Numerical studies (e.g., Richmond et al. 1976; Forbes and Lindzen 1976; Takeda and Maeda 1980) have shown that solar tidal winds at E-region heights (10–10\(^2\) m/s velocity) can drive sufficiently strong ionospheric currents (1–10 \(\mu\)A/m\(^2\)) to explain Sq variation on the ground (10–10\(^2\) nT). The main cause of the solar tidal motion in the upper atmosphere is in-situ heating due to the absorption of extreme ultraviolet solar radiation by O, O\(_2\) and N\(_2\) on the dayside (Hagan et al. 2001). In addition to the locally generated tides in the upper atmosphere, upward-propagating tides originating from the troposphere and stratosphere also make contributions to the ionospheric dynamo (Richmond and Roble 1987; Yamazaki et al. 2014). The upward-propagating tides from the lower atmosphere contain not only solar tides but also lunar tides, which are excited by the gravitational force of the Moon (Lindzen and Chapman 1969). The semidiurnal lunar tide, \(M_2\), is the dominant mode of the atmospheric lunar tide at heights of the E region (Vial and Forbes 1994; Pedatella et al. 2012a; Zhang and Forbes 2013). The modulation of the ionospheric dynamo by \(M_2\) leads to lunar daily variation of the geomagnetic field, which is denoted as L (e.g., Tarpley 1970; Rastogi and Trivedi 1970; Stening and Winch 1979).

L depends not only on the phase of the Moon but also on local solar time. This is because the dynamo currents driven by \(M_2\) are subject to the diurnal modulation of the ionospheric conductivity, which is controlled by local solar time. The most commonly used form to express L is as follows (e.g., Chapman and Bartels 1940):

$$\begin{aligned} L\left( t,\nu \right) = \sum _{k=1}^4 l_k \sin \left( k t - 2 \nu + \epsilon _n \right) . \end{aligned}$$
(9)

Here, t is the local solar time. \(\nu\) is the lunar phase; \(\nu\) = 0 (or 2\(\pi\)) corresponds to the new Moon and \(\nu\) = \(\pi\) corresponds to the full moon (Sugiura and Fanselau 1966). \(l_k\) and \(\epsilon _k\) are the amplitude and phase, respectively. L is generally much smaller in amplitude than Sq, and its main period (12.4 h) is very close to the semidiurnal (12.0 h) component of Sq. Thus, it is difficult to distinguish L from Sq on a daily basis. Nevertheless, L and Sq can be statistically separated using long-term data (e.g., Chapman and Miller 1940). Moreover, using the spherical harmonic analysis, one can separate external and internal equivalent current systems for L. Studies have shown that the equivalent current system for L typically has four current vortices on the dayside, with two vortices in the northern hemisphere and the other two in the southern hemisphere (e.g., Matsushita and Maeda 1965b; Matsushita 1968; Malin 1973; Matsushita and Xu 1984; Çelik 2014). This is different from the pattern of the Sq current system, which has one vortex in each hemisphere.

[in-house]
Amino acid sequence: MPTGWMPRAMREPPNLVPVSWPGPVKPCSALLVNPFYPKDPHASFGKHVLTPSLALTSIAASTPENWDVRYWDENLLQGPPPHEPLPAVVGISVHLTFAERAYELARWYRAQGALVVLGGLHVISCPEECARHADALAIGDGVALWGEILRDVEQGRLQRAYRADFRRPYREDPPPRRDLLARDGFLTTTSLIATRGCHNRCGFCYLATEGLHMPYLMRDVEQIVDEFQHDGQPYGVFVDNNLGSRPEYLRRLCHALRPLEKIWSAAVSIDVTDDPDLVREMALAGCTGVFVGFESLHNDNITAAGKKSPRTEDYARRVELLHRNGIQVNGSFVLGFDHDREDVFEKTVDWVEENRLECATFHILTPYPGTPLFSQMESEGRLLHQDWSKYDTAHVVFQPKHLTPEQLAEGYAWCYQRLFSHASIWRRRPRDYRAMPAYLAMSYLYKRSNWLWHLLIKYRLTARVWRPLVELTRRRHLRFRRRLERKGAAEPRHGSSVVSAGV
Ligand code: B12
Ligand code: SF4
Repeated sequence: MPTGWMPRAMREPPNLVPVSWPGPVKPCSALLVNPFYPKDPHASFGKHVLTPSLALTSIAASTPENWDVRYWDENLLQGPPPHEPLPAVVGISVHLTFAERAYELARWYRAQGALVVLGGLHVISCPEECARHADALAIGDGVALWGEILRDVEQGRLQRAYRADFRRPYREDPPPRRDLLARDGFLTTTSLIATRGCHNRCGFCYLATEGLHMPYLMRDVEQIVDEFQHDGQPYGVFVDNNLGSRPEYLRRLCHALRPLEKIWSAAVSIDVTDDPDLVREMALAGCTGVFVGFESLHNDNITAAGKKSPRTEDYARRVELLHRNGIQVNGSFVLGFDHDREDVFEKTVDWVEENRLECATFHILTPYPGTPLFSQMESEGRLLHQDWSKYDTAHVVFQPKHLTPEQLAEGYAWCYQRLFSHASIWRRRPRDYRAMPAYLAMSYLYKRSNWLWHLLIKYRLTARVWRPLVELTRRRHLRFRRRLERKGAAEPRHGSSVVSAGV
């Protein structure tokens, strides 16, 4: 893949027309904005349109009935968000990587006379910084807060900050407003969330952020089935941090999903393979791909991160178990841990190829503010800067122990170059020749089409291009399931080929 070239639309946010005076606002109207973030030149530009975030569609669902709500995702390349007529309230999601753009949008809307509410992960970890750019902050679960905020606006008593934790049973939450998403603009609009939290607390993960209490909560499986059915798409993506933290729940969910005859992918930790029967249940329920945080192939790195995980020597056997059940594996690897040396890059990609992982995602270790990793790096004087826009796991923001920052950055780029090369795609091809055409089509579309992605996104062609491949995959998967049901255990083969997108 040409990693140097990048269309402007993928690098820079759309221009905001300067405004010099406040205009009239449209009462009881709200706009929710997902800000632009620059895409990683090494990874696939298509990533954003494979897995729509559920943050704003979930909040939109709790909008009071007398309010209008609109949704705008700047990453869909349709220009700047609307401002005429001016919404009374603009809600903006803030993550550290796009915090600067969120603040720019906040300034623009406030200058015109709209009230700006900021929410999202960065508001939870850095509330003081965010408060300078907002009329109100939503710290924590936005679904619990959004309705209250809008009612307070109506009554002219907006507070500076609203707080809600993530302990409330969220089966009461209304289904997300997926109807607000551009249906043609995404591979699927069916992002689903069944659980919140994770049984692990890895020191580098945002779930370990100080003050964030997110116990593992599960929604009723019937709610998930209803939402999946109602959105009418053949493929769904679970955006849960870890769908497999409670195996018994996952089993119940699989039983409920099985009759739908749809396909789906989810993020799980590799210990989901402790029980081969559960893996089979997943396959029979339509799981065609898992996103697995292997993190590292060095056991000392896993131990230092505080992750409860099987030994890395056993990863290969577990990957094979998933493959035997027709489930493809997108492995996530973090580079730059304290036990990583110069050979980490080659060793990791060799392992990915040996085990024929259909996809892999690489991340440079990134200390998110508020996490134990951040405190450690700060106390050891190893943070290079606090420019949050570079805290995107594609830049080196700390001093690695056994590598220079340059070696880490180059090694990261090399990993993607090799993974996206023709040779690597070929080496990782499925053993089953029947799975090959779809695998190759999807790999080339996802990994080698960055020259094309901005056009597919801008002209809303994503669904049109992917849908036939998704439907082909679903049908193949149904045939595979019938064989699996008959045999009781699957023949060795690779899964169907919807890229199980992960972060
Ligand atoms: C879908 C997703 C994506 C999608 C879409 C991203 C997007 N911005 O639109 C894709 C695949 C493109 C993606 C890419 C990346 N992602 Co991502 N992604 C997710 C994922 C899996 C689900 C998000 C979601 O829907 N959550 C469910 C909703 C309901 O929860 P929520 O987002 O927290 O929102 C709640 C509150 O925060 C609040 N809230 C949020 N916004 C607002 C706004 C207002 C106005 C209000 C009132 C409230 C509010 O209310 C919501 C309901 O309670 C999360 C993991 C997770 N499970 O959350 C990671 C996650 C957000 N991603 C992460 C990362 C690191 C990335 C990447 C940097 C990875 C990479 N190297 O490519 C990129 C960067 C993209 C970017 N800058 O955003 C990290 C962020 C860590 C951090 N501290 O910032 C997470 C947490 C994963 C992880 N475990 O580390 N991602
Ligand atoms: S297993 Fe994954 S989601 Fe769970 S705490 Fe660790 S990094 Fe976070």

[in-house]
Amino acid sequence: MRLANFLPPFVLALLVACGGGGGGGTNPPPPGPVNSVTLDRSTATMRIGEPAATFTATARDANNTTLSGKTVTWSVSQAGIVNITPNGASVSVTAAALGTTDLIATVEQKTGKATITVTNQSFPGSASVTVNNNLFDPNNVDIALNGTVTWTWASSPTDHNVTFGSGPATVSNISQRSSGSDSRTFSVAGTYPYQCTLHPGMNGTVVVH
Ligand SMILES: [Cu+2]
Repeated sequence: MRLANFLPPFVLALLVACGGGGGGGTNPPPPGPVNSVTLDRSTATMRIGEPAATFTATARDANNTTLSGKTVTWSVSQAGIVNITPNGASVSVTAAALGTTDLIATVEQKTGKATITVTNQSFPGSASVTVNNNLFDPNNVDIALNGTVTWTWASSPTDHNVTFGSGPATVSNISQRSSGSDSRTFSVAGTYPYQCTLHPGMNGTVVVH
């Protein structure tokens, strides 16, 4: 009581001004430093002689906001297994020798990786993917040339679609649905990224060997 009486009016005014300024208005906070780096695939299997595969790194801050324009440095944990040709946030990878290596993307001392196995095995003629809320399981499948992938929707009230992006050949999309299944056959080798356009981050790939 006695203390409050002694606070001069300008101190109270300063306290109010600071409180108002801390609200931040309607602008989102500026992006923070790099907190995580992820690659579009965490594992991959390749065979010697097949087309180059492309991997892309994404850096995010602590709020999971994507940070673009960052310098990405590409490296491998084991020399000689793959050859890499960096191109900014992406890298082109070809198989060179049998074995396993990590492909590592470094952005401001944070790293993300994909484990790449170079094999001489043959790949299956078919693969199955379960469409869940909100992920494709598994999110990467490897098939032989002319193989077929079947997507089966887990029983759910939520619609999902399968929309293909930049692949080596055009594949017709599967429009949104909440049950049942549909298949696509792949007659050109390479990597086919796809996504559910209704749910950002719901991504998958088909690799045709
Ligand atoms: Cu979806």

In the past two decades, attempts have been made to observe magnetic perturbations associated with Sq currents using satellite-borne magnetometer data. Turner et al. (2005, 2007) showed Sq variations in the total intensity of the geomagnetic field observed by CHAMP satellite (Reigber et al. 2002) during May–September 2001. Pedatella et al. (2011) used vector magnetometer data from the CHAMP satellite during 2006–2008, and showed that the equivalent Sq current system has two dayside current vortices, consistent with that derived from ground-based magnetometer data during the same period. Chulliat et al. (2016) combined vector magnetometer data from Swarm satellites (Friis-Christensen et al. 2006) and globally distributed ground stations during 2013–2015 to construct an empirical model of the Sq current system, which depends on latitude, longitude, time, and solar flux. Comprehensive Model (e.g., Sabaka et al. 2002, 2018), which is an empirical model of the geomagnetic field based on both ground and satellite data, also takes into account the Sq field.